U.S. Securities and Exchange Commission
Litigation Release No. 21543 / June 2, 2010
Accounting and Auditing Enforcement Release No. 3137 / June 2, 2010
SEC v. Diebold, Inc., Civil Action No. 1:10-CV-00908 (D.D.C.); SEC v. Walden O'Dell, Civil Action No. 1:10-CV-00909 (D.D.C.); and SEC v. Gregory Geswein, Kevin Krakora, and Sandra Miller, Civil Action No. 5:10-CV-01235 (N.D. Ohio)
SEC CHARGES DIEBOLD AND FORMER FINANCIAL EXECUTIVES WITH ACCOUNTING FRAUD
Diebold To Pay $25 Million Civil Penalty
Former Diebold CEO To Reimburse Cash Bonuses, Stock and Options Pursuant to Section 304 of the Sarbanes-Oxley Act
The U.S. Securities and Exchange Commission today filed fraud and other charges against Diebold, Inc. ("Diebold"), Gregory Geswein, the company's former Chief Financial Officer, Kevin Krakora, the company's former Controller and later CFO, and Sandra Miller, the company's former Director of Corporate Accounting. Diebold is an Ohio corporation that manufactures and sells automated teller machines, bank security systems, and electronic voting machines. The company's stock is registered with the Commission and listed on the New York Stock Exchange.
The Commission alleges that Diebold, Geswein, Krakora, and Miller engaged in fraudulent accounting practices to inflate the company's earnings to meet forecasts. As alleged in the complaints, from at least 2002 through 2007, these fraudulent practices included (i) improper use of "bill-and-hold" accounting; (ii) improper recognition of revenue on a lease agreement subject to an undisclosed buy-back agreement; (iii) manipulating reserves and accruals; (iv) improperly delaying and capitalizing expenses; and (v) improperly writing up the value of used inventory.
The Commission alleges that Diebold filed at least 40 annual, quarterly, and other reports with the Commission, and issued dozens of press releases, that contained material misstatements and omissions concerning the company's financial performance. According to the complaints, Diebold's improper accounting practices misstated the company's reported pre-tax earnings by at least $127 million. As alleged in the complaints, to correct the recent misstatements, on September 30, 2008, Diebold restated its financial statements for the years 2003 through 2006, and the first quarter of 2007, in its Form 10-K for 2007.
The Commission charged Diebold with violating Sections 10(b), 13(a), 13(b)(2)(A) and 13(b)(2)(B) of the Securities Exchange Act of 1934 ("Exchange Act"), and Exchange Act Rules 10b-5, 12b-20, 13a-1, 13a-11, and 13a-13. Without admitting or denying the Commission's charges, Diebold has agreed to consent to a final judgment ordering the company to pay a $25 million civil penalty and permanently enjoining the company from future violations.
In a contested action, the Commission charged Geswein, Krakora, and Miller with violating Section 17(a) of the Securities Act of 1933 ("Securities Act"), Sections 10(b) and 13(b)(5) of the of the Exchange Act, and Exchange Act Rules 10b 5 and 13b2-1, and aiding and abetting Diebold's violations of Sections 13(a), 13(b)(2)(A) and13(b)(2)(B) of the Exchange Act and Exchange Act Rules 12b-20, 13a-1, 13a-11, and 13a-13. In addition, the Commission charged Geswein and Krakora with violating Exchange Act Rules 13a-14 and 13b2-2 and Section 304 of the Sarbanes-Oxley Act of 2002. The Commission seeks against these defendants permanent injunctive relief, disgorgement of ill-gotten gains with prejudgment interest, civil monetary penalties, and, with respect to Geswein and Krakora, officer-and-director bars and reimbursement of bonuses and other compensation.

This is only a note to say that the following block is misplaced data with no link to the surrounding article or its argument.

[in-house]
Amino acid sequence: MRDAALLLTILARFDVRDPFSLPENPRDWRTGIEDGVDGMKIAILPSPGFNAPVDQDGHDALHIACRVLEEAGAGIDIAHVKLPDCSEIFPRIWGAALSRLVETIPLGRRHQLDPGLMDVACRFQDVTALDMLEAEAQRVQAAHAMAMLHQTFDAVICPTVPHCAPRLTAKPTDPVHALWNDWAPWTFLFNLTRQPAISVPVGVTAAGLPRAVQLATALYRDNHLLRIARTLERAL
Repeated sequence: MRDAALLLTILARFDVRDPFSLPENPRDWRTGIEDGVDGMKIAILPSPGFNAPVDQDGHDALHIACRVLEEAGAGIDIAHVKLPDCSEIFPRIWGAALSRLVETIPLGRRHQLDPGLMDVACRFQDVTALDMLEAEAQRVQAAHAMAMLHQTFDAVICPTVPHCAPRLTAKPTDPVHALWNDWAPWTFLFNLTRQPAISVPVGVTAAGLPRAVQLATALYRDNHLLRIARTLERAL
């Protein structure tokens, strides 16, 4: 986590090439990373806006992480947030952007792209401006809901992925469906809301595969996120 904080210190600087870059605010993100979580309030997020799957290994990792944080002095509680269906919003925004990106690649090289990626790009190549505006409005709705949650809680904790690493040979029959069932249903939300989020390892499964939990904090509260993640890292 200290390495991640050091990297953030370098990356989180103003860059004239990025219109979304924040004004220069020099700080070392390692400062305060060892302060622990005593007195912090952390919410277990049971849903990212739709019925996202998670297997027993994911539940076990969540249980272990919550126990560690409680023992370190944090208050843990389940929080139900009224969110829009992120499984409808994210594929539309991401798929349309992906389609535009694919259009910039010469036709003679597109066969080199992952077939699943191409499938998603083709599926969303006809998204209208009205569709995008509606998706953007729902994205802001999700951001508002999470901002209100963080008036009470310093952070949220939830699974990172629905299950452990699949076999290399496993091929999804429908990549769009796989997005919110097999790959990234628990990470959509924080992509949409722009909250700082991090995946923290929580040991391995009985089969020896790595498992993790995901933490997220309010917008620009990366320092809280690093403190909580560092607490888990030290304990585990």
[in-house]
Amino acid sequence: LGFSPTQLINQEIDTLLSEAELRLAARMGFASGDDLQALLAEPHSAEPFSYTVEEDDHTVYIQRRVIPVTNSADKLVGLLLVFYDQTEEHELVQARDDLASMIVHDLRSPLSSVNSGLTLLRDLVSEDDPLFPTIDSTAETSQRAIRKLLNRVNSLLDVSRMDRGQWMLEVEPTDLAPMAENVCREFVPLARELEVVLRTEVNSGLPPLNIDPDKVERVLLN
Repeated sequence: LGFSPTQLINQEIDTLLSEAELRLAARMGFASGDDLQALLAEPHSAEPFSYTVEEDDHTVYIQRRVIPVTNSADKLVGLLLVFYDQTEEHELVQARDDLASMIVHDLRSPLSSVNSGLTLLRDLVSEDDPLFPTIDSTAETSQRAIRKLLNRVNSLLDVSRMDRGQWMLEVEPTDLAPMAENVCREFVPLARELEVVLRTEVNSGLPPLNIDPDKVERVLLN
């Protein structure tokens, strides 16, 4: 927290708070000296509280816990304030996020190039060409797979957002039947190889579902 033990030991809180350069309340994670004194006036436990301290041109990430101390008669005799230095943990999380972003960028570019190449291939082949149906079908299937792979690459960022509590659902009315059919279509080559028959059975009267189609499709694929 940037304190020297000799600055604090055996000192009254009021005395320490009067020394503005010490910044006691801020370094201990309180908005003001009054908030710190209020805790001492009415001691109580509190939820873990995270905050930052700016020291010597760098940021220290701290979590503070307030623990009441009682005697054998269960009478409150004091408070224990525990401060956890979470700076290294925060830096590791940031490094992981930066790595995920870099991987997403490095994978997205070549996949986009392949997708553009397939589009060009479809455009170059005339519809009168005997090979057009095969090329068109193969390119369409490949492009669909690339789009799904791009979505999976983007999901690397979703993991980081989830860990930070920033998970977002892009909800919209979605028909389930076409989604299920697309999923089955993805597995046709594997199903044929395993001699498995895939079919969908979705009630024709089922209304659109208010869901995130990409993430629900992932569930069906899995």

In addition, the Commission filed an action against Walden O'Dell, the former Chief Executive Officer of Diebold, seeking reimbursement for bonuses and other incentive-based and equity-based compensation pursuant Section 304 of the Sarbanes-Oxley Act of 2002. The Commission's complaint alleges that Diebold was required to restate its annual financial statements for 2003, as well as other reporting periods, as a result of fraud and other misconduct. The complaint further alleges that O'Dell received from Diebold cash bonuses, shares of Diebold stock, and stock options during the 12-month period following the issuance of Diebold's 2003 financial statements, and that O'Dell failed to reimburse Diebold for that compensation. The complaint does not allege that O'Dell engaged in the fraud. Without admitting or denying the Commission's allegations, O'Dell has agreed to consent to a final judgment ordering him to reimburse $470,016 in cash bonuses, 30,000 shares of Diebold stock, and stock options for 85,000 shares of Diebold stock.
The Commission acknowledges the assistance of the U.S. Attorney's Office for the Northern District of Ohio and the Federal Bureau of Investigation.
See Also: SEC Complaint v. Diebold; SEC Complaint v. O'Dell; SEC Complaint v. Geswein, Krakora, and Miller